Q From Judge George H Foster, Jr, Phoenix, Arizona: Can you explain the genesis of the phrase chickens coming home to roost?
A As a proverbial expression it’s half a millennium old.
The older fuller form was curses are like chickens; they always come home to roost, meaning that your offensive words or actions are likely at some point to rebound on you. The idea goes back to Chaucer, though he expressed it rather differently in The Parson’s Tale, around 1390, writing that curses are like “a bird that returns again to his own nest”.
Various versions are recorded down the years, but chickens appeared on the scene only in the nineteenth century, in Robert Southey’s oriental epic poem The Curse of Kehama of 1810. The image of farm chickens going out to forage during the day but coming back to the safety of the hen-house at dusk would have been familiar to his readers. It’s easy to find examples from then on, such as the one in Roughing it in the Bush, Or, Life in Canada, by Susanna Moodie, of 1852: “The next time the old woman commences her reprobate conduct, tell her to hold her tongue, and mind her own business, for curses, like chickens, come home to roost.” That form is still common, mainly in North America.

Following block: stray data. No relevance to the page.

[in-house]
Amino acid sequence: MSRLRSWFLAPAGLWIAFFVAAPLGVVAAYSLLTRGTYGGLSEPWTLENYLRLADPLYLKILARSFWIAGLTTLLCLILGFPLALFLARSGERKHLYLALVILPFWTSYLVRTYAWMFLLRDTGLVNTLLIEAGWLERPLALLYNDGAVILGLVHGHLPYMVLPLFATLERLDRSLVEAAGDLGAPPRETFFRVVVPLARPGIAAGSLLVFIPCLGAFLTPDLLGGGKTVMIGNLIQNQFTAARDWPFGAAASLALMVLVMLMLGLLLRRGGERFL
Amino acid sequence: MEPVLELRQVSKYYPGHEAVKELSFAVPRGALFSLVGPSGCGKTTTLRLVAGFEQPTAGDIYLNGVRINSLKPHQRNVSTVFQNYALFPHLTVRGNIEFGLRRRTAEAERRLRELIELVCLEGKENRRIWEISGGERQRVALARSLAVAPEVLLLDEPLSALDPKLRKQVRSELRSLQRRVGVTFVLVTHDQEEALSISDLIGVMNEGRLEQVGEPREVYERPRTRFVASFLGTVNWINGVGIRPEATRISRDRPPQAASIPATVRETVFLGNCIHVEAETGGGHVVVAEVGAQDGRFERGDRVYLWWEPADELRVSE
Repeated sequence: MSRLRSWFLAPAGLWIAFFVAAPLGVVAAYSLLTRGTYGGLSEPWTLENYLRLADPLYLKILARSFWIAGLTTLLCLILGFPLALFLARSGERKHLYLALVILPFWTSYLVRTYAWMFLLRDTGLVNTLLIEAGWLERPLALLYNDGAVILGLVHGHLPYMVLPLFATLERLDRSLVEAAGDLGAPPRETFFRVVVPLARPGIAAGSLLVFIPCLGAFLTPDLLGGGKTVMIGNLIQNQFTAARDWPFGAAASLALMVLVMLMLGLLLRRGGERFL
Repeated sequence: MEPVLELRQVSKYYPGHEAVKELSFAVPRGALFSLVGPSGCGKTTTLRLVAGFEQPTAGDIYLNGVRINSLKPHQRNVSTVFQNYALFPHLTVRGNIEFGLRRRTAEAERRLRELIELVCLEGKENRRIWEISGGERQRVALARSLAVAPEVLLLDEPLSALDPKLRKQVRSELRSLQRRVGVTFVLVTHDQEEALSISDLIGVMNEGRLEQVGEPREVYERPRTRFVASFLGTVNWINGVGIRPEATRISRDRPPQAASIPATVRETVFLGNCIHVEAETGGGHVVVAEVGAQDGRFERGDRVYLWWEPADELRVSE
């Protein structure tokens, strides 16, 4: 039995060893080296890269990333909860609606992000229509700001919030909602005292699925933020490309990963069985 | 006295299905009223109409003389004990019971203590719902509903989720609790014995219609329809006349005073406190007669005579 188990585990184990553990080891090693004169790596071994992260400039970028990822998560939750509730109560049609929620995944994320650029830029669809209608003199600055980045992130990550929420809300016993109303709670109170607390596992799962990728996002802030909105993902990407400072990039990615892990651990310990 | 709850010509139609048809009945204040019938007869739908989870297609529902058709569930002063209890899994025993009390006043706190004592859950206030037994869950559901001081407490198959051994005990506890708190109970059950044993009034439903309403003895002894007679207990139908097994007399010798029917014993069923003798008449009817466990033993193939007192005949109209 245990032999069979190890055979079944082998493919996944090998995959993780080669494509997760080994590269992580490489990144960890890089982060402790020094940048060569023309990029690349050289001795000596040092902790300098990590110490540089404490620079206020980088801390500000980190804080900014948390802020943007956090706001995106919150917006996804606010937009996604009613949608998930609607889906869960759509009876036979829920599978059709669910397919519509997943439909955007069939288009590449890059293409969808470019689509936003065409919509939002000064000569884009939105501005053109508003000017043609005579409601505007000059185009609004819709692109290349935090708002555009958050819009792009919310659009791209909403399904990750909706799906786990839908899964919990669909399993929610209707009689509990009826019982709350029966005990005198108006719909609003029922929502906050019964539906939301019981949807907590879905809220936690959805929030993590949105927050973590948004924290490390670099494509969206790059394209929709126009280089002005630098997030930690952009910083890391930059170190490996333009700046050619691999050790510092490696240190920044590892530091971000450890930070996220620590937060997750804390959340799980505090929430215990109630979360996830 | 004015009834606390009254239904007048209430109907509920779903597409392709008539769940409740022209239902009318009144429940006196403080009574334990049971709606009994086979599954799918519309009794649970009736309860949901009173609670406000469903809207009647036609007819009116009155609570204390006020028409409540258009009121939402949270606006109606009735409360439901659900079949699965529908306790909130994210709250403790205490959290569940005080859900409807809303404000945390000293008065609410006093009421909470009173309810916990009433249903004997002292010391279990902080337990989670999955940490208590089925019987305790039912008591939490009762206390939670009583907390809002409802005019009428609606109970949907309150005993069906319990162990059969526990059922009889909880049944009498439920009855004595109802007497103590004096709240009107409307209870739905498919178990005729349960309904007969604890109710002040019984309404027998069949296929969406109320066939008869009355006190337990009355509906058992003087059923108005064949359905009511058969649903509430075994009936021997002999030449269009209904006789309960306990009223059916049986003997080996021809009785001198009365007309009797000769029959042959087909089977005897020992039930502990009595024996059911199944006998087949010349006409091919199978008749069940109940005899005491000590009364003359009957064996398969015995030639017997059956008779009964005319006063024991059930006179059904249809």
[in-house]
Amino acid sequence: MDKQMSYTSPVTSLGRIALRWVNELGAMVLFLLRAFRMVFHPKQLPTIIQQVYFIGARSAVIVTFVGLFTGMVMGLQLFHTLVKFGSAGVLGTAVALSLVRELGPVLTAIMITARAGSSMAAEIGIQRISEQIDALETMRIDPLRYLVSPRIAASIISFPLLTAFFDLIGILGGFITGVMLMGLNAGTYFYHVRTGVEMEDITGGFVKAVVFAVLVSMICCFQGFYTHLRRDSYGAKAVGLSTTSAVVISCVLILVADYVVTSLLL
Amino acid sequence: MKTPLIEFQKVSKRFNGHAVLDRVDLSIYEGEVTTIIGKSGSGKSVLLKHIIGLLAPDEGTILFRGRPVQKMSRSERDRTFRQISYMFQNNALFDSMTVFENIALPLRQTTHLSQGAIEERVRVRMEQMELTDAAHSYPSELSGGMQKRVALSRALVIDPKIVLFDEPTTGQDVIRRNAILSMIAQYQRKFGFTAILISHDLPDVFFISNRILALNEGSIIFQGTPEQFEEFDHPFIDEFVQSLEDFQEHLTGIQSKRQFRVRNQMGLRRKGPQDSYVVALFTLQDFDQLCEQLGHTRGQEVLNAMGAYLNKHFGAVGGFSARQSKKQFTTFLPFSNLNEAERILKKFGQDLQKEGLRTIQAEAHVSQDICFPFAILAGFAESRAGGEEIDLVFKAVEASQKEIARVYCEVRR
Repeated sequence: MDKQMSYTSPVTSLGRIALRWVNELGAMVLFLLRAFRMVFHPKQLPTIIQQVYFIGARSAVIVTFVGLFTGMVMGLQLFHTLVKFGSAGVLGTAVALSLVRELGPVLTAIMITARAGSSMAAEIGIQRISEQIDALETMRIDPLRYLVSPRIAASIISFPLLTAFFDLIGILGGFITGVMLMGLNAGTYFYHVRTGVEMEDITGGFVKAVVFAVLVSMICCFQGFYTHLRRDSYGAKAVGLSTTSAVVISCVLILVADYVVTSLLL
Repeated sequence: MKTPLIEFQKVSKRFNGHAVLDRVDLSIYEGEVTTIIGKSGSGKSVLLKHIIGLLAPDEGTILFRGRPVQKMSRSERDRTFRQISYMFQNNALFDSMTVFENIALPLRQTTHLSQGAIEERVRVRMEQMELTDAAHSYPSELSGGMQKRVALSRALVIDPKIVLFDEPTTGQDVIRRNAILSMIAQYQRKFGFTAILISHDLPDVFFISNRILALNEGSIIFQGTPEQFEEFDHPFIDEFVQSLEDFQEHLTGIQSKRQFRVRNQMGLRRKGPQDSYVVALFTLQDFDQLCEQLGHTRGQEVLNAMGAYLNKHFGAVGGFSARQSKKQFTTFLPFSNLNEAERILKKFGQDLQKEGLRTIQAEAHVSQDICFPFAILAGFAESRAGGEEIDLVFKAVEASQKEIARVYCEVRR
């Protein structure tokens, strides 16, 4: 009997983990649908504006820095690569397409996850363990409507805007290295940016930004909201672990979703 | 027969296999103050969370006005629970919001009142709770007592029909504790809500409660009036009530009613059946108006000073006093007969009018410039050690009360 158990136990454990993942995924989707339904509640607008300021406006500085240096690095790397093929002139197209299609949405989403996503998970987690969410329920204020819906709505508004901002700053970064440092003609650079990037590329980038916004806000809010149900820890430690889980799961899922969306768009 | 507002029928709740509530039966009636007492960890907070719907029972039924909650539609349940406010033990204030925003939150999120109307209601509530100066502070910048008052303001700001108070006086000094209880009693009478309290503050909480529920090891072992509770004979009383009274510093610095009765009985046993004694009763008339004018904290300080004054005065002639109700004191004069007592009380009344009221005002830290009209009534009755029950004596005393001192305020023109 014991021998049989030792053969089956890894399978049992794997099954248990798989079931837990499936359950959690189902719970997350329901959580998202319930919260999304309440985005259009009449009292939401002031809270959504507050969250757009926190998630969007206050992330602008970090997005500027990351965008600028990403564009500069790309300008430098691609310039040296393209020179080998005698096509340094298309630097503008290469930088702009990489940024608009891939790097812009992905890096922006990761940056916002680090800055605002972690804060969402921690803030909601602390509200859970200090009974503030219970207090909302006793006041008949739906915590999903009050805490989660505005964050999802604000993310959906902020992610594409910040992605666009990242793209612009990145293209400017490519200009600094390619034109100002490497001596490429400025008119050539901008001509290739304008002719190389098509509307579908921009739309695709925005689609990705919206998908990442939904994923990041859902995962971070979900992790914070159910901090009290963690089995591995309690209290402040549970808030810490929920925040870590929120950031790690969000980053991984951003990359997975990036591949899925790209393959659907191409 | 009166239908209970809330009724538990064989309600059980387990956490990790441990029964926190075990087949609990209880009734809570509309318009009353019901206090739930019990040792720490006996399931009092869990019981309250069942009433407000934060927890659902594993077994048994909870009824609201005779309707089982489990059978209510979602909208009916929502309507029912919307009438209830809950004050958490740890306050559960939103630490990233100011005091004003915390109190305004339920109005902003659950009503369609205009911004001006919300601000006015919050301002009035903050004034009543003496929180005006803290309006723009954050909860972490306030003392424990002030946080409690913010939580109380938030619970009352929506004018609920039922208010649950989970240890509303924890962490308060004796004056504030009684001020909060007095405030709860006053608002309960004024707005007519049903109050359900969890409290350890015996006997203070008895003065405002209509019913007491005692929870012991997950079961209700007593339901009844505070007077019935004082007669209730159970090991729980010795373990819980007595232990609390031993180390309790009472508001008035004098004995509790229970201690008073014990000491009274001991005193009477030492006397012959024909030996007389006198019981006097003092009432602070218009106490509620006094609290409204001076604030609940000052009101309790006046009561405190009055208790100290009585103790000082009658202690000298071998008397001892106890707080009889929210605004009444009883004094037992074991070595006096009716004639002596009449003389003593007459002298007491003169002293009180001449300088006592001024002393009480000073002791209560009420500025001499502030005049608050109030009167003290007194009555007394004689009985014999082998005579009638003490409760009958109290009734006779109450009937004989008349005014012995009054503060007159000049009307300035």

During the nineteenth century, the proverb was abbreviated to its modern form. An early example was in the Wisconsin Patriot on 10 November 1855: “Barstow has always been a belter, and he need not complain to find his chickens coming home to roost.”
You can tell the expression had become widely known by the middle of the nineteenth century because it was abbreviated still further into the elliptical home to roost. James Russell Lowell wrote in 1870, “All our mistakes sooner or later surely come home to roost.” Sometimes this could lead to weird images, as in Mr Punch’s History of the Great War of 1919, in which a character claims that a man’s “wild oats are coming home to roost”. Other forms are known, such as curses come home to roost, which is in Margaret Mitchell’s Gone With the Wind.